By Vin McCann
Last week, restaurateur Drew Nierporent, founder of the Myriad Restaurant Group, offered a generous dose of advice to ICE students. As he led students through the development of his career as an entrepreneur—built on the success of long-running restaurants like Montrachet, Nobu, and Tribeca Grill—he recounted a world of rents and entry costs that sounded more fantastical than historical in today’s competitive market.
In 1985, he opened the door of Montrachet in Tribeca on a $150,000 investment with a monthly rent of $1,500. The restaurant rose to critical acclaim under the helm of such noteworthy chefs as Brian Whitmer, Debra Ponzek and current ICE Chef-Instructor Chris Gesualdi. For more than 20 years, Montrachet was one of the city’s most beloved eateries—an epic run in New York City years.
In classic a colorful, yet efficient story-telling style, Nieporent outlined the principles that attributed to his success, validating many of the conceptual underpinnings of the Culinary Management program. In particular, he emphasized the importance of real-world restaurant experience as a means to gain confidence as a manager. He also pointed out that, in order for a restaurateur to find the right niche, he/she must be able to recognize his/her strengths and interests, as well as the “fit” of potential employees within that niche.
Despite his relationships with a number of celebrated chefs, Mr. Nierporent also made it abundantly clear that restaurants are businesses first and foremost. Financial stability facilitates creativity, rather than the other way around. And when it comes to enduring success, attention to detail is also a crucial point. To demonstrate this concept, Nierporent provided a comic recount of his clever efforts to identify New York Times dining critic Bryan Miller. (In short, he discovered the critic went by Mr. Benson at another New York restaurant, and when he first opened Montrachet, ensured that anyone named Benson received exceptional service. The plan paid off, yielding 3-star results.)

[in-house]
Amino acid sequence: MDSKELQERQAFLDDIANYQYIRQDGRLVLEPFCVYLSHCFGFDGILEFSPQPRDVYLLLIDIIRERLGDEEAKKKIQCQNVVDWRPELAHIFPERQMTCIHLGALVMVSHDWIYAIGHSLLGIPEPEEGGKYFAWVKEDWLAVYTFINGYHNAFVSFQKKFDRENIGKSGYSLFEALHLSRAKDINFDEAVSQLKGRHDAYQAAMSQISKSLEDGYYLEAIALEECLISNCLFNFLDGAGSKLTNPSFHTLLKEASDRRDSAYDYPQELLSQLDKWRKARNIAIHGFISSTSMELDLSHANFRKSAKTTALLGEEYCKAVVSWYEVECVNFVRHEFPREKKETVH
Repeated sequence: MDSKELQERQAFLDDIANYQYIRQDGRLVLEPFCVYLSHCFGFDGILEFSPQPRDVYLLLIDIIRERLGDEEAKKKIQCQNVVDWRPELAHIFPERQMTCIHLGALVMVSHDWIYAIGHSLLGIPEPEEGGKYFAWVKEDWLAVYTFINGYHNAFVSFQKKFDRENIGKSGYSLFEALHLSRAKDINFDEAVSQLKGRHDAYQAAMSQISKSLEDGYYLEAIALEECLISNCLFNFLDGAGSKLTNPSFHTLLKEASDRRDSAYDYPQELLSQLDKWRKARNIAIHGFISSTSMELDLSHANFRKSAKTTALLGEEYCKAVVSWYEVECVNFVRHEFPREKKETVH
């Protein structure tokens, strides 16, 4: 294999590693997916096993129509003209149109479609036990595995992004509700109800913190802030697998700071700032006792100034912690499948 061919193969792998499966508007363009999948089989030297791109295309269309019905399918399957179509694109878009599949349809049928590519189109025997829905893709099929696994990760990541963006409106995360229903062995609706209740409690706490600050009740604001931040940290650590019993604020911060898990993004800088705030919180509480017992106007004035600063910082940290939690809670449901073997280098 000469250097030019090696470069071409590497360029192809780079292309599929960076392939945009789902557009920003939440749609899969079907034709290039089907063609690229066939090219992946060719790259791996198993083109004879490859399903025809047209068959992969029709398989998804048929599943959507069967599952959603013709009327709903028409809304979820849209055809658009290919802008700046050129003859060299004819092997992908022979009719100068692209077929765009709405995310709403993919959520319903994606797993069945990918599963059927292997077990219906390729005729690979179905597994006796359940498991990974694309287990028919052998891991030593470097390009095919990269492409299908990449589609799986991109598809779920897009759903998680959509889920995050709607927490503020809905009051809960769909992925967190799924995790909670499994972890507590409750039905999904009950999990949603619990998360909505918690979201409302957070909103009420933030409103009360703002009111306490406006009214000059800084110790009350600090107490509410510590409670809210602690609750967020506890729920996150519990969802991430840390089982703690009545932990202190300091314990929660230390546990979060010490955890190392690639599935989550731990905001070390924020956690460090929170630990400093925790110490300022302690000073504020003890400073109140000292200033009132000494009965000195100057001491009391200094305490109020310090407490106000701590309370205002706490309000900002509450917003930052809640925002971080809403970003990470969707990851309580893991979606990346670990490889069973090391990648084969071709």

He also cautioned students against “trying too hard” (a veritable epidemic in today’s restaurant world), pointing out that many presently popular operations are running on transient, trendy appeal, as opposed to solid restaurant fundamentals. His prediction: these establishments won’t be around in a year or two.
Nierporent’s final point was simple, yet often overlooked: food isn’t always enough. Differentiation, accessibility and consistent execution provide the glue that hold good operations together and keep customers coming back. Thirty years ago, at Montrachet, he offered great food in a casual, yet elegant downtown establishment for less than half the price of haute cuisine counterparts in Midtown. Today, looking at the number of restaurants serving exceptional food without the fancy white tablecloths, it’s clear that Mr. Nierporent has always been a forward thinker.
As for the growth of Nobu and the Myriad group, Nierporent failed to mention that famous and wealthy partners can certainly improve a restaurant’s chances of success. Then again, he didn’t have to—riding on others’ reputations was not the root of his success. The rich and famous investors only followed his lead after the initial success of Montrachet; smart money bets on a winning formula.